Whether you're the organizer, the gambler, or the spectator, you could be busted and big time for cockfighting, which is an arranged fight between two roosters.
If you're caught doing it, you better beware because The Humane Society of The United States ranks Florida second in the nation for having the toughest laws on cockfighting.
Taylor County Resident Helen Eakins says, "I disagree with it. It's a form of gambling and using animals."
Cockfighting, possession of birds for fighting, being a spectator and possession of implements, can all be felonies in Florida, with a maximum of four years behind bars, $5,000 to $50,000 fines, and or community service.
Cockfighting is also a felony in Georgia, with a sentence of one to five years and up to $5,000 in fines.
However, possessing fighting birds, observing, and possessing implements are all legal.
Some say the ten people arrested back in December for cockfighting at 2428 A. Young Road in Taylor County got off easy.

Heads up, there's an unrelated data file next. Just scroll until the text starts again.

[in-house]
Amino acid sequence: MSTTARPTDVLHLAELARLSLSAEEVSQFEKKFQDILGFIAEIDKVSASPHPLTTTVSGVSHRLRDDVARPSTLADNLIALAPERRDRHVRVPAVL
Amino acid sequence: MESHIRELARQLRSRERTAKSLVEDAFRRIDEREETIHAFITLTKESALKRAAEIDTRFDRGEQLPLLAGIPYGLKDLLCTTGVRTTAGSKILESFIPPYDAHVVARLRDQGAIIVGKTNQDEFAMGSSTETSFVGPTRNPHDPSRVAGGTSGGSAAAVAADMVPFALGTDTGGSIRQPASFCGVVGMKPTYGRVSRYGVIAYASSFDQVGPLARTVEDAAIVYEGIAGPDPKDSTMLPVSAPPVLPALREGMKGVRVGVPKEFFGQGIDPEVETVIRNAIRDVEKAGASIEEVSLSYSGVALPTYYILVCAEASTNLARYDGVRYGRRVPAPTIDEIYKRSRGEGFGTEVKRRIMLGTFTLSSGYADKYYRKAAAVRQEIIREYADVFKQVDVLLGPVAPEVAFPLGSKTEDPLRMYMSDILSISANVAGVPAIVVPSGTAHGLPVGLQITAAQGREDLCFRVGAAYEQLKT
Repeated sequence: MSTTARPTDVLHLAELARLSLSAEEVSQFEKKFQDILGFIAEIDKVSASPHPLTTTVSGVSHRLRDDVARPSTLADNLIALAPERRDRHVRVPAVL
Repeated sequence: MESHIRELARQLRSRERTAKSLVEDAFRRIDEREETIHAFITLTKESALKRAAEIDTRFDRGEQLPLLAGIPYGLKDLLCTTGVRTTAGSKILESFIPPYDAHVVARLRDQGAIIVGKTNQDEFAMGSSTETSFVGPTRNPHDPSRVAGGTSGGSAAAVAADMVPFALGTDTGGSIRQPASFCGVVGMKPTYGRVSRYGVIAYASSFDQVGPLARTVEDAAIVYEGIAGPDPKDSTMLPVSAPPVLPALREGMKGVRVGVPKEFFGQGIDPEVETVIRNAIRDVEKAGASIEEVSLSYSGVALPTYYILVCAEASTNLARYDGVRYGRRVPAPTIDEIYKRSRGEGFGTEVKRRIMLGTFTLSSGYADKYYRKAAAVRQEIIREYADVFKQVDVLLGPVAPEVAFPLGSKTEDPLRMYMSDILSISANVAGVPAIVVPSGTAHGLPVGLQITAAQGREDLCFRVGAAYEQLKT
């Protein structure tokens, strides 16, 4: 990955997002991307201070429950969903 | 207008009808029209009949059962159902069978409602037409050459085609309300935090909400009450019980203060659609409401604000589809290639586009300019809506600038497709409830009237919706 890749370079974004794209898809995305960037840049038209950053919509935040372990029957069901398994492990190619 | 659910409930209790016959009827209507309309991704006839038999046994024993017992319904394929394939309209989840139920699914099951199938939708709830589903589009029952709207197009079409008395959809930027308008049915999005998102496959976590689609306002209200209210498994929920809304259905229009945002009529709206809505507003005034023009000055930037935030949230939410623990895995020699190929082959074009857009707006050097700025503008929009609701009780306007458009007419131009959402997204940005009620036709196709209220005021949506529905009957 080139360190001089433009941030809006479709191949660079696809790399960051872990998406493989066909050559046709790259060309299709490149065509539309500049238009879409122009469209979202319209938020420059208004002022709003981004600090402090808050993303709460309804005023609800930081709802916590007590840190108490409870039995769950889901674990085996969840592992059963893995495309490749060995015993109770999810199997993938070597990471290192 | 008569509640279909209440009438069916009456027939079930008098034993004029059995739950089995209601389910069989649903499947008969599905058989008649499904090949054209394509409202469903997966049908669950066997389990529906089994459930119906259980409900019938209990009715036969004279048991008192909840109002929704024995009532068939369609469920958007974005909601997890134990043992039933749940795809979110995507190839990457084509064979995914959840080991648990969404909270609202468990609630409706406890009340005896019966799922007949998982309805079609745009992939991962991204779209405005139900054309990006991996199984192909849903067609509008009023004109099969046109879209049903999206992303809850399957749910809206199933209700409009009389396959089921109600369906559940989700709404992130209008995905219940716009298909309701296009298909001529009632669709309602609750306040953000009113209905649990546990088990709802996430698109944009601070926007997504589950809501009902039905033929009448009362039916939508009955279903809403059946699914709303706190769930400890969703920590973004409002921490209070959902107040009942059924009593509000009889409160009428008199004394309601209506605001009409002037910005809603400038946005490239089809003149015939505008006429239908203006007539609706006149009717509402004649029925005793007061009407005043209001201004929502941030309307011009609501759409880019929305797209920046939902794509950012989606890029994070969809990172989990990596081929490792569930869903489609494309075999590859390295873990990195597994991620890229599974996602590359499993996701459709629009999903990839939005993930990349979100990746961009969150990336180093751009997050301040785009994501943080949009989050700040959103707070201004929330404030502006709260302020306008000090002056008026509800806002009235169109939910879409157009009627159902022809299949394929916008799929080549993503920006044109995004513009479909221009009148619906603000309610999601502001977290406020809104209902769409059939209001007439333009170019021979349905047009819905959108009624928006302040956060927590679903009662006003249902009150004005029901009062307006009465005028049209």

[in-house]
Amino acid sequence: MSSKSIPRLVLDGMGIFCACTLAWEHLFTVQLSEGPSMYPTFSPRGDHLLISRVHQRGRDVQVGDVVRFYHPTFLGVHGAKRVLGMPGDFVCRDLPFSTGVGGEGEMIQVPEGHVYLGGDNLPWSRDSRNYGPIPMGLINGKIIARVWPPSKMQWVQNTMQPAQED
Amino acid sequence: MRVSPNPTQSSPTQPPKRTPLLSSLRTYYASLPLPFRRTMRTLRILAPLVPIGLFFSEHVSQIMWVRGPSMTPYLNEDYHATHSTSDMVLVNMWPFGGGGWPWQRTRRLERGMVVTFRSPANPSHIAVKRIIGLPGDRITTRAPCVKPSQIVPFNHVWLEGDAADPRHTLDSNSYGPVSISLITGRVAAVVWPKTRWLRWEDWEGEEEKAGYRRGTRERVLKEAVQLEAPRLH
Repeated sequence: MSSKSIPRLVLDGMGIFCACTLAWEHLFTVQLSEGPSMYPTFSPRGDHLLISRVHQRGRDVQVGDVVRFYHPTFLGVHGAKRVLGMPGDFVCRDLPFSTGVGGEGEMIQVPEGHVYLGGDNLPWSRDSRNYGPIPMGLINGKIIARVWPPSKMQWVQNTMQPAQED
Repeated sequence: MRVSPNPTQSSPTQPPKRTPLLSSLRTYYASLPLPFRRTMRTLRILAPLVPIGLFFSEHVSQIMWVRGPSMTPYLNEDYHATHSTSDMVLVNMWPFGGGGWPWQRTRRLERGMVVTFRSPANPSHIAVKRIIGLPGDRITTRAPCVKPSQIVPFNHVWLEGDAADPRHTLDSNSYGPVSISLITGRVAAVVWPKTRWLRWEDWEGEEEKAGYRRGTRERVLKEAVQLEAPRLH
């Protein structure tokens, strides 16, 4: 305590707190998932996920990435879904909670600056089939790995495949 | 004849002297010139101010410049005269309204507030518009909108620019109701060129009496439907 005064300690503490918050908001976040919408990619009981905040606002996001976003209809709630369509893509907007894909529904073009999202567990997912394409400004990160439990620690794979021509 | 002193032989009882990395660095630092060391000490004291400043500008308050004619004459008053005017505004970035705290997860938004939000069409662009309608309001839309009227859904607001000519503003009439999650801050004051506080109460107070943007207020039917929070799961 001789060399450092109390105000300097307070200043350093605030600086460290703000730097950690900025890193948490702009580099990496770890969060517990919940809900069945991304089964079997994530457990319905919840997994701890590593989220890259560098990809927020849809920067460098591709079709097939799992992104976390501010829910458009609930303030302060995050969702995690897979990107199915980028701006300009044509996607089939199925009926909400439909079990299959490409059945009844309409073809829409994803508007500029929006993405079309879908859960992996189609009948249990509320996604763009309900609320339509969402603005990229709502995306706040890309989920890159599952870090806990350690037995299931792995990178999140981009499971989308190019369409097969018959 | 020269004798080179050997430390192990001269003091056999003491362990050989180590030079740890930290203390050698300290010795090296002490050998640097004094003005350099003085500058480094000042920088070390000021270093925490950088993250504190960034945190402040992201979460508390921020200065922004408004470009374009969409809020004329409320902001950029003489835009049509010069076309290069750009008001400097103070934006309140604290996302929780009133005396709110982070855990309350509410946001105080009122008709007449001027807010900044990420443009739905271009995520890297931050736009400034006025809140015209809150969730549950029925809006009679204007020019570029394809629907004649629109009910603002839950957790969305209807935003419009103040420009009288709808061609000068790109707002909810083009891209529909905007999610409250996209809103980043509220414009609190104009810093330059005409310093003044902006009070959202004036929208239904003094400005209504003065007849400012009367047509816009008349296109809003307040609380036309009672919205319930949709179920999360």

Half of them had their charges dropped to misdemeanors and were fined just $315 a piece, while the others are still facing felonies and one year probation.
Animal Control Officer Carrie Tucker in Taylor County said, "Here at Animal Control, we will prosecute to the very end for these people that are caught with these chickens, fighting them; for the inhumane way that they torture these chickens."
Law enforcement says it will continue the fight against cockfighting.
Cockfighting is still legal in Louisiana and New Mexico.